Geometric Gardens at Parque Eduardo VII
As you stare up from the Marques monument, your eyes are led up to the top of the park by way of a green strip of geometric gardens. I found them lovely, but I can see how people may find them dull. There is also no covering from the sun here, so walk up on the side where there is sporadic shade from trees. This is also where everyone brings their dogs to play on sunny afternoons.
My favorite spot at the park is the Estufa Fria. It’s an eight-hectare greenhouse that was erected around 1930 by architect Raul Carapinha. It is so big that there are actually three greenhouses here. Before getting there, you will note a lake with tons of fowl. Follow this into the building with the unremarkable facade. This is the entrance and largest part of the greenhouse; the estufa fria. One can easily get lost here. It can also be a workout if you want it to be and if you want to get to the Estufa quente which contains the greenhouse’s tropical plants. There is also a estufa doce, which houses cacti and succulents.
25 of April Monument: João Cutileiro
If you’re crazy like I am and make it to the top of the hill, you will reach a small esplanade with four large pillars and a fountain that commemorates the Revolution of 1974. This spot also has a gorgeous view of the Tagus river and the city. The fountain kinda looks like an ejaculating phallus…but maybe my mind is in the gutter today. You can judge for yourself. This is also where everyone goes to watch the fireworks on New Year’s Eve.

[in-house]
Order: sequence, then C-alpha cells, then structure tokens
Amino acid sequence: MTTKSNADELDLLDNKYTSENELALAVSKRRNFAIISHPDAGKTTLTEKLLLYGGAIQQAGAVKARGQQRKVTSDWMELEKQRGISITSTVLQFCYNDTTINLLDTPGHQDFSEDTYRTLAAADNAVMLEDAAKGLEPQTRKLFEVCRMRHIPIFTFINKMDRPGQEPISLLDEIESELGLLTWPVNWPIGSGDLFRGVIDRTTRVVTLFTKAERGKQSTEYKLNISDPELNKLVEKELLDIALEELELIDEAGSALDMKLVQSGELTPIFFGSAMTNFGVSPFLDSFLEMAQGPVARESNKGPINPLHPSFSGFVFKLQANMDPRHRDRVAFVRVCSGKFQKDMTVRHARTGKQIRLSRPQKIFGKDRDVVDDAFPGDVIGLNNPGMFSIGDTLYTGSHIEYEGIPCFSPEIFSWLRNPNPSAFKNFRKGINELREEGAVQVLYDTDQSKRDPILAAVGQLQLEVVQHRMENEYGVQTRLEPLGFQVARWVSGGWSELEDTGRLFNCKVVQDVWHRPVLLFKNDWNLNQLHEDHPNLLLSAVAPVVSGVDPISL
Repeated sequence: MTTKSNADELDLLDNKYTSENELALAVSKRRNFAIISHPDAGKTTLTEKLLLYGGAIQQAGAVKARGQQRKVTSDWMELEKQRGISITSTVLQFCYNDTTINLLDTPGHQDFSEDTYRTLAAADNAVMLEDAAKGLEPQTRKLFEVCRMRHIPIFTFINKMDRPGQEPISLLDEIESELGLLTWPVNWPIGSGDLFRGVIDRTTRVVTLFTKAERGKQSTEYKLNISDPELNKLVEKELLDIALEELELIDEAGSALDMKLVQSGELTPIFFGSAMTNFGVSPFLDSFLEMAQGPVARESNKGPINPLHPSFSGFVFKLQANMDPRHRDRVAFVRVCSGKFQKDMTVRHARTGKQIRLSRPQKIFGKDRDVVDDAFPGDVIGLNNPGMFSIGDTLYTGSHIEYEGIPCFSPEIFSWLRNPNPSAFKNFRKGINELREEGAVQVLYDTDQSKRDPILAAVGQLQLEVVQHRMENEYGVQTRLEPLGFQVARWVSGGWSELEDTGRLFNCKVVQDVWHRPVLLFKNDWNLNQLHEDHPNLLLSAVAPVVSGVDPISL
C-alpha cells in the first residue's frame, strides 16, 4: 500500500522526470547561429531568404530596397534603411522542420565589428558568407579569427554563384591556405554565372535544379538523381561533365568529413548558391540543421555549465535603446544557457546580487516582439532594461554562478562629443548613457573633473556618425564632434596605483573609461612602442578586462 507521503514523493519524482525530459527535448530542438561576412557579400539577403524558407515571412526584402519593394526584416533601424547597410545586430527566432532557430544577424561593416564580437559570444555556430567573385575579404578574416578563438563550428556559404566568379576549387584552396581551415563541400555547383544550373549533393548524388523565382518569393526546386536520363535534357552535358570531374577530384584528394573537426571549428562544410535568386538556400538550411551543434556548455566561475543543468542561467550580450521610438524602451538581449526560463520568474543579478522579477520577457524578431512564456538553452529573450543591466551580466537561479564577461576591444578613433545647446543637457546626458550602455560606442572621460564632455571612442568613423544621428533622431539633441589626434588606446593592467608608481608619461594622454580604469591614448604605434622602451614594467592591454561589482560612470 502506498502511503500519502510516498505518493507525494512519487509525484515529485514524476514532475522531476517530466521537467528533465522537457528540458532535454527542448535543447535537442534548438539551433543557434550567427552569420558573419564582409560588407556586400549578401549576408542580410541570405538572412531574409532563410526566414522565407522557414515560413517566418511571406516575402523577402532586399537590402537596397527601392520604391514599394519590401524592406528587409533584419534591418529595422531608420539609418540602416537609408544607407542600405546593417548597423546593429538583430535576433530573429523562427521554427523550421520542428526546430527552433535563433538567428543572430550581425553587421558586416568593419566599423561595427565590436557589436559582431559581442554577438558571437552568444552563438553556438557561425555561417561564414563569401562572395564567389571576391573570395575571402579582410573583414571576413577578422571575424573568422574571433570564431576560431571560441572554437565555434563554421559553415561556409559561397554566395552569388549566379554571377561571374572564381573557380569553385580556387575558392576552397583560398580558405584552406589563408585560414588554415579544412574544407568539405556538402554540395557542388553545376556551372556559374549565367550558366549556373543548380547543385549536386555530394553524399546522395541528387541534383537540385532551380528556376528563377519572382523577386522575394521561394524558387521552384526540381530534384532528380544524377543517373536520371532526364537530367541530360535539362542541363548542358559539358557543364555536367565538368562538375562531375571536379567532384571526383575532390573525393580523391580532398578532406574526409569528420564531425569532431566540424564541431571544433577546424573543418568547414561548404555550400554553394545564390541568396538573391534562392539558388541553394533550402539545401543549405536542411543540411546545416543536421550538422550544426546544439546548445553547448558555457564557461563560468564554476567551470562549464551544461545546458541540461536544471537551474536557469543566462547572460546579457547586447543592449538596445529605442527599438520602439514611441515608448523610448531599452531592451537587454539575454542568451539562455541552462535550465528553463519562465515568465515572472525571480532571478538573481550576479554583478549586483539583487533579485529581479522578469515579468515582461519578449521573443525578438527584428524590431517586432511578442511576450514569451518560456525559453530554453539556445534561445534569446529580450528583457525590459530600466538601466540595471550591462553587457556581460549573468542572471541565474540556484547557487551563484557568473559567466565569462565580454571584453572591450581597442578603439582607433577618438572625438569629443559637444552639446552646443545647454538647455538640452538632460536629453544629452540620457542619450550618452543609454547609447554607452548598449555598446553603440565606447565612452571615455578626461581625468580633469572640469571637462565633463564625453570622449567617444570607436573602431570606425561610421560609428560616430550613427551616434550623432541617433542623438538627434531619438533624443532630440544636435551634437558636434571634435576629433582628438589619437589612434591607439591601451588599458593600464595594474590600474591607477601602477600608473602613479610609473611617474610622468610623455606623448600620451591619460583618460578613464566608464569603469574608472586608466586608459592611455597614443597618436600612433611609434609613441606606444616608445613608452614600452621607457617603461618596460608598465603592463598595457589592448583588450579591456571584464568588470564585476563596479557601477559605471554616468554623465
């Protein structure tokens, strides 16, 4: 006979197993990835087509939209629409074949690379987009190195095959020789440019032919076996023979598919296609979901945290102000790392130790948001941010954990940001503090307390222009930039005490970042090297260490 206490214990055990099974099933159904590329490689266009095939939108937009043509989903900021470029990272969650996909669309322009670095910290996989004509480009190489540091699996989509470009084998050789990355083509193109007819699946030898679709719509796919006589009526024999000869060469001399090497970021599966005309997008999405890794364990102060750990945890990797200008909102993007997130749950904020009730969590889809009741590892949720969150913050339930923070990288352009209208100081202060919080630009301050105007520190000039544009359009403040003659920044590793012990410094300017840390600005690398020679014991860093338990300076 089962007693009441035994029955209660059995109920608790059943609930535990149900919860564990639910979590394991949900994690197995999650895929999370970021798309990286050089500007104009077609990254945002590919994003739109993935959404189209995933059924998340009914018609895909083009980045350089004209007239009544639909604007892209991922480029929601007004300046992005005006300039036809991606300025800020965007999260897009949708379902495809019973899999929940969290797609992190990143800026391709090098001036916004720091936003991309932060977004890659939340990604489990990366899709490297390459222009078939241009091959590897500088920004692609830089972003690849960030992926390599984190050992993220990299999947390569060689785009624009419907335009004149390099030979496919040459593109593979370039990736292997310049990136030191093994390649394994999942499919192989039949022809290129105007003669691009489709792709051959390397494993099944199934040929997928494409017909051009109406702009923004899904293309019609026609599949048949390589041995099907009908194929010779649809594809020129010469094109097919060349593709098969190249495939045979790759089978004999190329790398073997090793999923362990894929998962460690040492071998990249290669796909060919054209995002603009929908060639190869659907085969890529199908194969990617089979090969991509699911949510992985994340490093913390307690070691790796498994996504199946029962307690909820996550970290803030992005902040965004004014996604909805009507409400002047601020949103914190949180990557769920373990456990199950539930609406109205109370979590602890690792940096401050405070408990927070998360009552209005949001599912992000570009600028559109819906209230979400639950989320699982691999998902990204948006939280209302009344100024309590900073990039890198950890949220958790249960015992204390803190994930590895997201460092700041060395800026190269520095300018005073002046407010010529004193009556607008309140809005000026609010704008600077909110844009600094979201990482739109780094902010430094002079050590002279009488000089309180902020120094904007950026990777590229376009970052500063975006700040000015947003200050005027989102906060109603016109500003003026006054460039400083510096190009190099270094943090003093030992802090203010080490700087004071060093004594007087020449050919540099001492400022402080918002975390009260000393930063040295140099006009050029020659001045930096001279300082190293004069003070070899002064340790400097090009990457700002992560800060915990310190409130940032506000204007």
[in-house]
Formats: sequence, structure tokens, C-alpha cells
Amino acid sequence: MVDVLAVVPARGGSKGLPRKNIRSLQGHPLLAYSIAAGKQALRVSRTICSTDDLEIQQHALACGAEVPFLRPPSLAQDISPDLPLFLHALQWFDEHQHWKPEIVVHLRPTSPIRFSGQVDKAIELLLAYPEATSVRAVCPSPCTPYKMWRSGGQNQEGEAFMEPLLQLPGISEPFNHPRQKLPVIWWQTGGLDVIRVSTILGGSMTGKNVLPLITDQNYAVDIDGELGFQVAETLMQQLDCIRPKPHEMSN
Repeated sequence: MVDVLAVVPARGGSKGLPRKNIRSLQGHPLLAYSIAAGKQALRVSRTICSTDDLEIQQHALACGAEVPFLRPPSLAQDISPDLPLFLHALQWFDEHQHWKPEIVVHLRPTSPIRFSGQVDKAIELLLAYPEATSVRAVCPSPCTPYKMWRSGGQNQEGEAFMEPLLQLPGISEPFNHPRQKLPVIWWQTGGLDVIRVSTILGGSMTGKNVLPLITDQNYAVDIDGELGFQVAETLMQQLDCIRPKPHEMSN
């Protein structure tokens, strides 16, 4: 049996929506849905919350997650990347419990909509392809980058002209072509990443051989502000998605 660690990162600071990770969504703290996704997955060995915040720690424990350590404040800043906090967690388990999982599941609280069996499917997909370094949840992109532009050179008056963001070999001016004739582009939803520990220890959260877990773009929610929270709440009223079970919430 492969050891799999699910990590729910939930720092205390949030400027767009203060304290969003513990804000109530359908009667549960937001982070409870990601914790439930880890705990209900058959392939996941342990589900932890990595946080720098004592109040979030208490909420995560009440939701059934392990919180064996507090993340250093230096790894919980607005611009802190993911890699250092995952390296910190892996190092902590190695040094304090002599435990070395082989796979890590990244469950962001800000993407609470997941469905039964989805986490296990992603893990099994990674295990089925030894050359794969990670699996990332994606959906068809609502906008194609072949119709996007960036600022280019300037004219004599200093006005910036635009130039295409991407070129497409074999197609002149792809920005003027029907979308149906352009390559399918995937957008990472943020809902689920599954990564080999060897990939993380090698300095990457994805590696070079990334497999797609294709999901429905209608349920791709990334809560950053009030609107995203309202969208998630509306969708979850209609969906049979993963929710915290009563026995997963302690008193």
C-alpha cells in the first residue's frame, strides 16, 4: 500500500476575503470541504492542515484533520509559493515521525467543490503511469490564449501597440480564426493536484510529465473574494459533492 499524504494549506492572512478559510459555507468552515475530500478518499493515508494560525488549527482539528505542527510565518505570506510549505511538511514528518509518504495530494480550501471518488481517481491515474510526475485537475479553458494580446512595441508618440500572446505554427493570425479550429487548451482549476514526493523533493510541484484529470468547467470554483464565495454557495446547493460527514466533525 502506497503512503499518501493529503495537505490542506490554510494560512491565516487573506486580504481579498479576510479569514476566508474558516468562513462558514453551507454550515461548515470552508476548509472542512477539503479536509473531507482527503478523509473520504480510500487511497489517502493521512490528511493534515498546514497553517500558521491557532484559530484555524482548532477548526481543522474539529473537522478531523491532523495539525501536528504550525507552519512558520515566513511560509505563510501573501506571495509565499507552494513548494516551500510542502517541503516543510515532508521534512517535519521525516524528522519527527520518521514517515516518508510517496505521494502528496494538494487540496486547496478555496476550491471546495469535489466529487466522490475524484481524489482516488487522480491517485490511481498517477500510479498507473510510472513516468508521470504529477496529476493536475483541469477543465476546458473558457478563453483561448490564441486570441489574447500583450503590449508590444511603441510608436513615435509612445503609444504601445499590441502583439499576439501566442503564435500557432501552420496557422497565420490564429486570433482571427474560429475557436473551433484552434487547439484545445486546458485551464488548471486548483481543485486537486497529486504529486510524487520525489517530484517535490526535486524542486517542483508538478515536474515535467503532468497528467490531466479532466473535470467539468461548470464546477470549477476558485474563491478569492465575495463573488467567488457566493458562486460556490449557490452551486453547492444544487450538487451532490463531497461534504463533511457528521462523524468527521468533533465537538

Jardim Amália Rodrigues
This garden, dedicated to the famous fadista Amalia. It’s also got a mother and child by Fernando Botero (I was born in Colombia – so I got a little excited at this). At this park, you will find some food trucks, an amphitheater of sorts and Eleven restaurant (1 Michelin Star).
There’s a cute little cafe here with a sort of lake filled with fish. When I visited the Lisboetas brought their dogs here for a “swim”. I loved this! When the schools do their Praxes ceremonies (the equivalent of US college hazing…but not as serious (although the Portuguese think it is), this is where inductees are baptized. It’s just a cool place.